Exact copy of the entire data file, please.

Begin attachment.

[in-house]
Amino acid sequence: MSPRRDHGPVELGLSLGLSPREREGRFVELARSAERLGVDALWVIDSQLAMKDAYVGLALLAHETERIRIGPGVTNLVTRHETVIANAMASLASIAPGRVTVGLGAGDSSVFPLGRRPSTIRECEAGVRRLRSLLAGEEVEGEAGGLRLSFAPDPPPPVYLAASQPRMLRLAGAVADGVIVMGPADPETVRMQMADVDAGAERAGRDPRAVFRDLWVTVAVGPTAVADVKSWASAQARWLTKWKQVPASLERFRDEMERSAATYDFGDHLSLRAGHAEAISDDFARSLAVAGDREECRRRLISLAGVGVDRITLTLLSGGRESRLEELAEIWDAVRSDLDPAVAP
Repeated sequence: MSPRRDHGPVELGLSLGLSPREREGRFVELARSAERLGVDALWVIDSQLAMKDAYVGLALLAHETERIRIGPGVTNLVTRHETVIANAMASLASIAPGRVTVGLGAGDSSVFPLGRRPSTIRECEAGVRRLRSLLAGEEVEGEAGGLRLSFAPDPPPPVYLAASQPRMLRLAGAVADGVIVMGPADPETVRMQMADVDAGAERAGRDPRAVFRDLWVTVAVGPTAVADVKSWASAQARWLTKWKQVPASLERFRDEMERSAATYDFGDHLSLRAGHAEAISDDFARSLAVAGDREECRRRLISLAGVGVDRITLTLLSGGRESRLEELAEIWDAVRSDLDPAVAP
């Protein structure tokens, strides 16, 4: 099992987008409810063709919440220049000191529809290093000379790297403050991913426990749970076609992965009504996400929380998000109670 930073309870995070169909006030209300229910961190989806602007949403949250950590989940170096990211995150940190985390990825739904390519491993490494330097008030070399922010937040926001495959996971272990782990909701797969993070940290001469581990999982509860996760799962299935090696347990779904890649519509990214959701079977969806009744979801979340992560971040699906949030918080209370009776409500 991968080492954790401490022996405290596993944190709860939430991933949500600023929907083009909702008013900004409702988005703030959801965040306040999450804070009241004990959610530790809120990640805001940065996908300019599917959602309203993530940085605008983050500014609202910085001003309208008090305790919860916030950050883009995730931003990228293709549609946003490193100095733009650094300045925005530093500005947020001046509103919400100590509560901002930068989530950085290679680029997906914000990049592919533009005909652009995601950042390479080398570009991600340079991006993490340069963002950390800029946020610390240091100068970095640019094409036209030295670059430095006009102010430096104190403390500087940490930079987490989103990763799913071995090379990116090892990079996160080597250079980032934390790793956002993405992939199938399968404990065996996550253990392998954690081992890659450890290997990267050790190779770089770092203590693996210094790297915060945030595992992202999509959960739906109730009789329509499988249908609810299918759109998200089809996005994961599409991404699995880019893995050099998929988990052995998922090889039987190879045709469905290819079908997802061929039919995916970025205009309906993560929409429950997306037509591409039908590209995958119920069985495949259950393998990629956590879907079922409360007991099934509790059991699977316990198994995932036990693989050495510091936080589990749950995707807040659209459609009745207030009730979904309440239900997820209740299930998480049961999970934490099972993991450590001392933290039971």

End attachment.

[in-house]
Amino acid sequence: MSPRRDHGPVELGLSLGLSPREREGRFVELARSAERLGVDALWVIDSQLAMKDAYVGLALLAHETERIRIGPGVTNLVTRHETVIANAMASLASIAPGRVTVGLGAGDSSVFPLGRRPSTIRECEAGVRRLRSLLAGEEVEGEAGGLRLSFAPDPPPPVYLAASQPRMLRLAGAVADGVIVMGPADPETVRMQMADVDAGAERAGRDPRAVFRDLWVTVAVGPTAVADVKSWASAQARWLTKWKQVPASLERFRDEMERSAATYDFGDHLSLRAGHAEAISDDFARSLAVAGDREECRRRLISLAGVGVDRITLTLLSGGRESRLEELAEIWDAVRSDLDPAVAP
Repeated sequence: MSPRRDHGPVELGLSLGLSPREREGRFVELARSAERLGVDALWVIDSQLAMKDAYVGLALLAHETERIRIGPGVTNLVTRHETVIANAMASLASIAPGRVTVGLGAGDSSVFPLGRRPSTIRECEAGVRRLRSLLAGEEVEGEAGGLRLSFAPDPPPPVYLAASQPRMLRLAGAVADGVIVMGPADPETVRMQMADVDAGAERAGRDPRAVFRDLWVTVAVGPTAVADVKSWASAQARWLTKWKQVPASLERFRDEMERSAATYDFGDHLSLRAGHAEAISDDFARSLAVAGDREECRRRLISLAGVGVDRITLTLLSGGRESRLEELAEIWDAVRSDLDPAVAP
């Protein structure tokens, strides 16, 4: 099992987008409810063709919440220049000191529809290093000379790297403050991913426990749970076609992965009504996400929380998000109670 930073309870995070169909006030209300229910961190989806602007949403949250950590989940170096990211995150940190985390990825739904390519491993490494330097008030070399922010937040926001495959996971272990782990909701797969993070940290001469581990999982509860996760799962299935090696347990779904890649519509990214959701079977969806009744979801979340992560971040699906949030918080209370009776409500 991968080492954790401490022996405290596993944190709860939430991933949500600023929907083009909702008013900004409702988005703030959801965040306040999450804070009241004990959610530790809120990640805001940065996908300019599917959602309203993530940085605008983050500014609202910085001003309208008090305790919860916030950050883009995730931003990228293709549609946003490193100095733009650094300045925005530093500005947020001046509103919400100590509560901002930068989530950085290679680029997906914000990049592919533009005909652009995601950042390479080398570009991600340079991006993490340069963002950390800029946020610390240091100068970095640019094409036209030295670059430095006009102010430096104190403390500087940490930079987490989103990763799913071995090379990116090892990079996160080597250079980032934390790793956002993405992939199938399968404990065996996550253990392998954690081992890659450890290997990267050790190779770089770092203590693996210094790297915060945030595992992202999509959960739906109730009789329509499988249908609810299918759109998200089809996005994961599409991404699995880019893995050099998929988990052995998922090889039987190879045709469905290819079908997802061929039919995916970025205009309906993560929409429950997306037509591409039908590209995958119920069985495949259950393998990629956590879907079922409360007991099934509790059991699977316990198994995932036990693989050495510091936080589990749950995707807040659209459609009745207030009730979904309440239900997820209740299930998480049961999970934490099972993991450590001392933290039971």